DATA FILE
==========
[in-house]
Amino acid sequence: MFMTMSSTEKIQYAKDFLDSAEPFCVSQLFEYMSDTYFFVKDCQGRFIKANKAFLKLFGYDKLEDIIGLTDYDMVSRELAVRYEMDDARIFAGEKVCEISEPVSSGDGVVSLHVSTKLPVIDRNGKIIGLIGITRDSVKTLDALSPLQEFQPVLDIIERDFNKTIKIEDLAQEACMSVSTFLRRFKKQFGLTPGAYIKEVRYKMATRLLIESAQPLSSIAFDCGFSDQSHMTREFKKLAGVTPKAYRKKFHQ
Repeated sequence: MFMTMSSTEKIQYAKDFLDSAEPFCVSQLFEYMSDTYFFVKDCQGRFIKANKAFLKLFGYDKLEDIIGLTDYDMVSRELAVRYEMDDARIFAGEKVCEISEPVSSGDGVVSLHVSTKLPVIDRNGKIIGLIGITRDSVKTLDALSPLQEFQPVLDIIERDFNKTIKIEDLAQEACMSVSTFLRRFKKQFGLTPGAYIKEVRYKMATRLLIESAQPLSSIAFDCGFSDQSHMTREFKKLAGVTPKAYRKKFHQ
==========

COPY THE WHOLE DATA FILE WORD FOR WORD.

[in-house]
Amino acid sequence: MFMTMSSTEKIQYAKDFLDSAEPFCVSQLFEYMSDTYFFVKDCQGRFIKANKAFLKLFGYDKLEDIIGLTDYDMVSRELAVRYEMDDARIFAGEKVCEISEPVSSGDGVVSLHVSTKLPVIDRNGKIIGLIGITRDSVKTLDALSPLQEFQPVLDIIERDFNKTIKIEDLAQEACMSVSTFLRRFKKQFGLTPGAYIKEVRYKMATRLLIESAQPLSSIAFDCGFSDQSHMTREFKKLAGVTPKAYRKKFHQ
Repeated sequence: MFMTMSSTEKIQYAKDFLDSAEPFCVSQLFEYMSDTYFFVKDCQGRFIKANKAFLKLFGYDKLEDIIGLTDYDMVSRELAVRYEMDDARIFAGEKVCEISEPVSSGDGVVSLHVSTKLPVIDRNGKIIGLIGITRDSVKTLDALSPLQEFQPVLDIIERDFNKTIKIEDLAQEACMSVSTFLRRFKKQFGLTPGAYIKEVRYKMATRLLIESAQPLSSIAFDCGFSDQSHMTREFKKLAGVTPKAYRKKFHQ